One Room Challenge

Before and After: A $500 Redo Turns This All-Beige Bathroom into a Dramatic, Plant-Filled Escape

published Jun 28, 2022
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About this before & after
Home Type
House
Project Type
Bathroom
Style
Bohemian
Maximalist
Skill Level
DIY
Rental Friendly
No
Post Image
Credit: Carrie Kline

If you’re a plant lover and want to add a few more leafy greens to your space, look no further than these nine nature-inspired projects that bring the outdoors in. A tenth to add to your list? This moody, plant-infused bathroom redo from Carrie Kline (@honeydohoney_home).

The “after” looks nothing like the 2001 “basic beige tile and orange oak” bathroom Carrie was living with before. She says the bathroom was in fine working condition back then, and she loved the large tub, but “there just wasn’t much personality or character to the room.”

Credit: Carrie Kline

The floors were tan sheet vinyl, the ceilings were popcorn, the walls were plain, the stall shower was narrow and crowded, the vanity was made of the “orangey oak you see in a lot of ’90s homes,” the light fixture was dated, and the mirror was a basic rectangular sheet. “It was a nice bathroom, but it didn’t make you feel anything at all,” Carrie says.

Credit: Carrie Kline

In an eight-week project, she added lots of drama to the space during the Spring 2022 One Room Challenge. “I pictured transforming this bathroom into an old-world-style spa,” she says. “I wanted the room to feel earthy, organic, calm, quiet, and still. I wanted a space to remind me to slow down and take a breath of fresh air. To just be.”

Credit: Carrie Kline

The earthy, old-world inspired touches she added included wooden beams and brackets on the ceiling, a DIY Roman clay wall treatment, stenciled floors, a revamped light fixture with vintage-looking bulbs, upcycled Facebook Marketplace mirrors, and laminate-turned concrete countertops.

“Beauty and one-of-a-kind-ness doesn’t need to be expensive,” Carrie says. “The only ‘new’ things in the room were: the towels, the shower curtain, the cabinet hardware, the shelf brackets, the shower brackets, and the soap dispensers. EVERYTHING else was either built by me or thrifted and refinished in some way.”

Credit: Carrie Kline

The vanity is a case study in upcyling and working with what you have. Rather than replacing the countertop, Carrie removed and refinished the laminate with cement “to fit with the moody earthy vibe.” She used Henry’s Feather Finish, applied with a putty knife, to give it its new textured look. She also spray-painted the faucets a matte black, and for the light fixture, she removed the 2000s frosted glass shades, added texture to the actual light fixture, painted it black, and added vintage-looking Edison bulbs instead. The only new detail added was hardware.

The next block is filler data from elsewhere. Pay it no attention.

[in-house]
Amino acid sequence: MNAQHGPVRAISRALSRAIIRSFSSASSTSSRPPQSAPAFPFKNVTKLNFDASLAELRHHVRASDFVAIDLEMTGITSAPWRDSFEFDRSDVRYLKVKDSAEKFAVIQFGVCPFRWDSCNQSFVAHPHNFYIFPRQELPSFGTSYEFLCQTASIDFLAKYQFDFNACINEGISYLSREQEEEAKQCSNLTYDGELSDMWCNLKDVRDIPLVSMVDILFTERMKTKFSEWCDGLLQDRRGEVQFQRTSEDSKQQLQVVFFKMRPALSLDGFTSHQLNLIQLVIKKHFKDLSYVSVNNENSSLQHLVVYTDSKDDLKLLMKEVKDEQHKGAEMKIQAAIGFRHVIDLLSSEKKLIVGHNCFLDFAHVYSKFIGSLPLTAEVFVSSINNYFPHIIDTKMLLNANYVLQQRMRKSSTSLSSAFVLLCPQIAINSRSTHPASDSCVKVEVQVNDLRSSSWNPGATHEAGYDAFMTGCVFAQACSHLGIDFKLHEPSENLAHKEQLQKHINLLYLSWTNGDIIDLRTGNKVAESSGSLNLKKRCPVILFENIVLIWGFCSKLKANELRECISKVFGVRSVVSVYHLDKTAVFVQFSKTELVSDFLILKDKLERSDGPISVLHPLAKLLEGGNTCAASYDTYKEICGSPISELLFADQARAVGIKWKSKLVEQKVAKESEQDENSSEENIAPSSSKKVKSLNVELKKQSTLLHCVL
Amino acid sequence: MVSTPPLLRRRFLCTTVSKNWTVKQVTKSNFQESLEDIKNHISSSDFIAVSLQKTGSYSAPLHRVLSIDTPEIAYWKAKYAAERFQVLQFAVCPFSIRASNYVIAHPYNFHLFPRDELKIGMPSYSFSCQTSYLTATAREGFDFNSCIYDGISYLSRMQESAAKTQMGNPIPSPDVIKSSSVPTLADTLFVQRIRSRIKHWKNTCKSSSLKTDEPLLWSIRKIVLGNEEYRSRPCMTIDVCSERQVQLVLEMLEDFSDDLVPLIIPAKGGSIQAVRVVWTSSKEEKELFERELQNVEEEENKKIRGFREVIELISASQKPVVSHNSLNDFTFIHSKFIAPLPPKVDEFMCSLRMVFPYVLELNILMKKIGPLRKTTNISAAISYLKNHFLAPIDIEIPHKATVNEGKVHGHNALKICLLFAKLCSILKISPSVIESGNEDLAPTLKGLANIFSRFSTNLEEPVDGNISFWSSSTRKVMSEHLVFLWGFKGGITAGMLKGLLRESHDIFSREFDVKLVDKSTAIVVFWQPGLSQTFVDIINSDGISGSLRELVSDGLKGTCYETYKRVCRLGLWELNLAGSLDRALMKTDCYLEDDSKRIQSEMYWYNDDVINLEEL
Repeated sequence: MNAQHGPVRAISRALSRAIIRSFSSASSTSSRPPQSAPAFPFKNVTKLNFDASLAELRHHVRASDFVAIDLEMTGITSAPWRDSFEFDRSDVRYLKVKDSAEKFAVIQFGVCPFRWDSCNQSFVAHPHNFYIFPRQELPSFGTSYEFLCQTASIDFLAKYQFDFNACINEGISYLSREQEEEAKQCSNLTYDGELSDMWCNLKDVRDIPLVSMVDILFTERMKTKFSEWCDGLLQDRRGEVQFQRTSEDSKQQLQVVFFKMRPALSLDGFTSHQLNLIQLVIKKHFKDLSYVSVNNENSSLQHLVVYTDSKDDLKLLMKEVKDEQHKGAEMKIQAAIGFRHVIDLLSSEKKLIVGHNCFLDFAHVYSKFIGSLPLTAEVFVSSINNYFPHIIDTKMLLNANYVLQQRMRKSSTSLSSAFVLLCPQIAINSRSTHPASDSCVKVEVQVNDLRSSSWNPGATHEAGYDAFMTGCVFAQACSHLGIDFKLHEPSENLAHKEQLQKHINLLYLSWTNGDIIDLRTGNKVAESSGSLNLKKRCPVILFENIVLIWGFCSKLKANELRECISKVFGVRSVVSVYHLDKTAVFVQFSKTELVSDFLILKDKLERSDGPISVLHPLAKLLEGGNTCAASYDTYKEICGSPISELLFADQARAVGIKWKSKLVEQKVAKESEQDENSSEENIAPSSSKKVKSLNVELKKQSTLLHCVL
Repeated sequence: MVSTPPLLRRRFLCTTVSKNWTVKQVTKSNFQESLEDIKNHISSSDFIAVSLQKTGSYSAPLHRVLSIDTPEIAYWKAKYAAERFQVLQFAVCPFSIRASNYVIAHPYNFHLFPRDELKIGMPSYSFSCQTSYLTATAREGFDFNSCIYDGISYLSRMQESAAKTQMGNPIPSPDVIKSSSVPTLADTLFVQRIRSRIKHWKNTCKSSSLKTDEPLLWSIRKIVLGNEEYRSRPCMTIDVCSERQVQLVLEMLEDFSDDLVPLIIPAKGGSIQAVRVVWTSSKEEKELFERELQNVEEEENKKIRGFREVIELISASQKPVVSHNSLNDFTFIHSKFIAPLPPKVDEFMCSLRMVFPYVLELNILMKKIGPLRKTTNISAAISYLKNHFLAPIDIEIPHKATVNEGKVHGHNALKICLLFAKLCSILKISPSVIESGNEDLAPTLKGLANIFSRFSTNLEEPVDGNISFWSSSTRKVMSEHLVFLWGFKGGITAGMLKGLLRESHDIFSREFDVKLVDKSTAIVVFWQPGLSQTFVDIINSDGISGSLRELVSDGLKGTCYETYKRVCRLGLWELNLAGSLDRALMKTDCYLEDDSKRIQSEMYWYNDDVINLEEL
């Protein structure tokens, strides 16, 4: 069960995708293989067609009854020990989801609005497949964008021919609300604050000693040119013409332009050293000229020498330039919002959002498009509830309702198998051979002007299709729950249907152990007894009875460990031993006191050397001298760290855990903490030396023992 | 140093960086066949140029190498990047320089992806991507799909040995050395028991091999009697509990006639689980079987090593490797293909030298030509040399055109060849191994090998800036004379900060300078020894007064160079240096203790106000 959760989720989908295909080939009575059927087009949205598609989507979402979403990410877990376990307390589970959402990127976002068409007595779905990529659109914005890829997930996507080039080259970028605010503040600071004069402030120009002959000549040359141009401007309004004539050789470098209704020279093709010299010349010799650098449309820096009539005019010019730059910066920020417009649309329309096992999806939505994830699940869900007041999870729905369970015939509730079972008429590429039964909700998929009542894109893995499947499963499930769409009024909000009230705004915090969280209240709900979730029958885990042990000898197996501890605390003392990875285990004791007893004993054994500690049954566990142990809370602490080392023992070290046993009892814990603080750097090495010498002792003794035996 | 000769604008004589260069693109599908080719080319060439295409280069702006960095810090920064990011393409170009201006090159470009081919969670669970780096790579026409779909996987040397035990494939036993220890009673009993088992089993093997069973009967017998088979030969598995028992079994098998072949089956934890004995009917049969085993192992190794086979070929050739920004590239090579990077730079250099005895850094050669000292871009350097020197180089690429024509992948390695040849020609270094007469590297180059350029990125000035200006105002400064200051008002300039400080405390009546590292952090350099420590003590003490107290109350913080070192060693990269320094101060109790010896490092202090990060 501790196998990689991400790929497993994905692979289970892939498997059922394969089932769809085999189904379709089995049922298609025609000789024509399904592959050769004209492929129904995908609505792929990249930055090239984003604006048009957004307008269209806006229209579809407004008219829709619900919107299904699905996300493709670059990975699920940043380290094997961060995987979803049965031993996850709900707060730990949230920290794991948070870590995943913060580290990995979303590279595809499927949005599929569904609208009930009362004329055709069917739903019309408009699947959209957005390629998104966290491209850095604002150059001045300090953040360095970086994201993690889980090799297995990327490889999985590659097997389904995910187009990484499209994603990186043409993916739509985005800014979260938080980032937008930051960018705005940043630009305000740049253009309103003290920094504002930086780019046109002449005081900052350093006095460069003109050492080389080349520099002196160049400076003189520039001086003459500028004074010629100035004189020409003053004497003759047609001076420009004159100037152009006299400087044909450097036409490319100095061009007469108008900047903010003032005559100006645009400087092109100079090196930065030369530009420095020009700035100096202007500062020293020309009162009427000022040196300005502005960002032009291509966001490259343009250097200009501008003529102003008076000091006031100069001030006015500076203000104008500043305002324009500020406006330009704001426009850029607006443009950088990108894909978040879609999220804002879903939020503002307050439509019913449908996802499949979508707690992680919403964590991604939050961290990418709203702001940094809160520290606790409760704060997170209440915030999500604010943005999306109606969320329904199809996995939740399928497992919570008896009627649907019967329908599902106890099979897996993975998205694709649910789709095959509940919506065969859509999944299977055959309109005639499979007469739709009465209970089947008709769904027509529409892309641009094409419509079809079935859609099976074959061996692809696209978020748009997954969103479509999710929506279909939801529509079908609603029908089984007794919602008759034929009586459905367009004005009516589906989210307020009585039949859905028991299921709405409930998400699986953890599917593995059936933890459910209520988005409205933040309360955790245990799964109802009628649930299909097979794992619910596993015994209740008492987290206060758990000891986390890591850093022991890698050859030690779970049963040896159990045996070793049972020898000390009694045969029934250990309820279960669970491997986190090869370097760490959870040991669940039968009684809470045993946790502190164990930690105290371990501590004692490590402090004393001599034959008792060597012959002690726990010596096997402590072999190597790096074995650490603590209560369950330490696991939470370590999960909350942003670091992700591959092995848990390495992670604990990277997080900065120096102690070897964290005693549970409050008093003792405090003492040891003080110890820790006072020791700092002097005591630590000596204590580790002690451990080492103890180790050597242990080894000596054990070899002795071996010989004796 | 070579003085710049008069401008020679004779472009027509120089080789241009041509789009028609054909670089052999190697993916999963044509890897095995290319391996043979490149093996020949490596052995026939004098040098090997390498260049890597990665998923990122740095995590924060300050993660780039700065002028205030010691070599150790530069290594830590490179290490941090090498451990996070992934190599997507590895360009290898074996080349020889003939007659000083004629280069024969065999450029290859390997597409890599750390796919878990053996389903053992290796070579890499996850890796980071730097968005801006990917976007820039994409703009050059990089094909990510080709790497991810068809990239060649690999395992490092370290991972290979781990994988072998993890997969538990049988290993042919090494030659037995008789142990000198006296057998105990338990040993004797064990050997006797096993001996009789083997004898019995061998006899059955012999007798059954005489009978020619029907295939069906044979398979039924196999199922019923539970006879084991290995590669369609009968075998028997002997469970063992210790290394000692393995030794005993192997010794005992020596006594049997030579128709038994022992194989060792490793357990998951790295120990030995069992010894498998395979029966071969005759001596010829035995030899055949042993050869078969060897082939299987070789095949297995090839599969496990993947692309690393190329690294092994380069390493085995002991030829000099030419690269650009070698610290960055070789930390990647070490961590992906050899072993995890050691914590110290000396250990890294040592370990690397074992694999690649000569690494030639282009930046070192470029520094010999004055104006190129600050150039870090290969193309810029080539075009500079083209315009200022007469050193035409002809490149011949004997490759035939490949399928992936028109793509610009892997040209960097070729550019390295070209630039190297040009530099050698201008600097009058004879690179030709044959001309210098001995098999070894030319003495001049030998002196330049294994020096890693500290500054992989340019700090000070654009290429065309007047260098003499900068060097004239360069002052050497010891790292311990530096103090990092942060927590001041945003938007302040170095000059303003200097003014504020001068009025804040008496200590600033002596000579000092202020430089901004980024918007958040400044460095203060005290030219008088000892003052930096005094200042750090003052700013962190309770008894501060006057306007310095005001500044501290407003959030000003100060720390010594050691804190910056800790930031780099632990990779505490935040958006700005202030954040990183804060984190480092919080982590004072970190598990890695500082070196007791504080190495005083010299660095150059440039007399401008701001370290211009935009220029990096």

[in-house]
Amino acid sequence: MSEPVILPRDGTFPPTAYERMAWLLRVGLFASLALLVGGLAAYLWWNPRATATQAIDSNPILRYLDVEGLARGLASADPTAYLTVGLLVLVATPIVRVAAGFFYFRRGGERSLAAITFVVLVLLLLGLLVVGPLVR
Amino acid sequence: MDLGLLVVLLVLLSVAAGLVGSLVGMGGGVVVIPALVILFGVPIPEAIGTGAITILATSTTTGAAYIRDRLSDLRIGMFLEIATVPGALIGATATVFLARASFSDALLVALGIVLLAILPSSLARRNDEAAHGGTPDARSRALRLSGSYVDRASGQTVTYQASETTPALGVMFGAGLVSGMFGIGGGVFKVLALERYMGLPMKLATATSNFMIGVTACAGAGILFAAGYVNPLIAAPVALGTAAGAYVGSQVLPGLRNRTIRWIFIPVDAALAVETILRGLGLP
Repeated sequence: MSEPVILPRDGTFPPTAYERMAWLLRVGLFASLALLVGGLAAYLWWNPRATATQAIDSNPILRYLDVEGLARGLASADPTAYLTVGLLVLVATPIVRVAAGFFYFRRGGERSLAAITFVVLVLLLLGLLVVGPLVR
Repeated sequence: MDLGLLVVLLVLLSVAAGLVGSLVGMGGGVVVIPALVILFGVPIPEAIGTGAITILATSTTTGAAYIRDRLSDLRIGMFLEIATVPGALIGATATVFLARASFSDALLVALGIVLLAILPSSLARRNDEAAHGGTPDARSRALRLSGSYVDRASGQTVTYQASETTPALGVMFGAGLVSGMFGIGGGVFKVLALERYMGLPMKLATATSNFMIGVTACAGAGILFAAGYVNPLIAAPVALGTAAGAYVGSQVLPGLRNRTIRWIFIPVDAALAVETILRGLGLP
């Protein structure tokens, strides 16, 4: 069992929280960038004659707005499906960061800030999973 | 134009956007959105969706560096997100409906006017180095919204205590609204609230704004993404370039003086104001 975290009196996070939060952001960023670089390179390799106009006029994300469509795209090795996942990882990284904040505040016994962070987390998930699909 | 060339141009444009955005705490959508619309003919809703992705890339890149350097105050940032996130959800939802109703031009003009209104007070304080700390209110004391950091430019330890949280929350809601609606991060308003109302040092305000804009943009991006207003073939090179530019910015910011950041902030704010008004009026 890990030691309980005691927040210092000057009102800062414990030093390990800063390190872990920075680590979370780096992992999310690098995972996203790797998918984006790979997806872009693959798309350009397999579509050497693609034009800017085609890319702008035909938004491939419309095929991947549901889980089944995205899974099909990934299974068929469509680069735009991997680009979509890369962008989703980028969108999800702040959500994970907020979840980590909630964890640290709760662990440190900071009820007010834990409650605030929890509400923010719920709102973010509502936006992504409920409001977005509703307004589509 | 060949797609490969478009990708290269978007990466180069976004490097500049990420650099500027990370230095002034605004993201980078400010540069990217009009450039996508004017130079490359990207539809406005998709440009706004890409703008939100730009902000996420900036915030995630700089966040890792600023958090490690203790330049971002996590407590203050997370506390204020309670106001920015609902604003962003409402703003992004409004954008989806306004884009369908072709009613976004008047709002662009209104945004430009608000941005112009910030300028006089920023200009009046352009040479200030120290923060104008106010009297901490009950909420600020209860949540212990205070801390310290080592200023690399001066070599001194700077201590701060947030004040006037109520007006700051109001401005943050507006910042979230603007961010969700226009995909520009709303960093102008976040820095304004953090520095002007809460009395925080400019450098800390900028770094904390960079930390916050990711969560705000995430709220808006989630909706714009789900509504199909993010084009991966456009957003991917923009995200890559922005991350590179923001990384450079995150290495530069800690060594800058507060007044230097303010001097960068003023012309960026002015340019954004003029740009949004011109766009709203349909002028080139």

The floors and walls are another prime example that innovation can completely transform a space. For the walls, Carrie added a textured treatment (partly inspired by the walls in this bedroom redo), and she sanded and then revamped the vinyl floors with a stencil and paint (Rustoleam’s Porch and Patio Low Lustre paint in white for the base, and a combination of Tarrytown Green, Behr’s Rustic Taupe, and Behr’s Chic Taupe for the pattern and lines). “I wasn’t very concerned about crisp lines or bleeding, which is why I just blobbed it on there,” Carrie explains on her blog. She loves the way the faded look turned out so much that she added a bit of it to the walls, too.

Credit: Carrie Kline

As for the other dated features, Carrie removed the old (and gross from years of residue build-up) chrome-edged shower doors from her shower, refinished the base, and hung a corner-rod and curtain instead. She replaced her existing window trim with something newer and sleeker before painting it black.

Credit: Carrie Kline

Then, it was time to accessorize — and when it comes to that step, Carrie says to check thrift stores for decor. “There are so many ways to use and change secondhand finds to fit your style,” she says. She didn’t pay more than $5 for any of the artwork and frames, and all of the vases are painted-over thrifted glass and ceramics. She also added tons of plants to complement the green paint in the space, of course.

Because so much of the space relied on upcycling and secondhand finds, Carrie was able to keep her total transformation cost under $500 — not bad for the vintage-meets-zen setup she now has. She says she’s most proud of the fact “that [she] was able to create such a beautiful room — and stay very true to [her] vision — without spending a lot of money.”

This project was completed for the Spring 2022 One Room Challenge, in partnership with Apartment Therapy. See even more of the One Room Challenge before and afters here.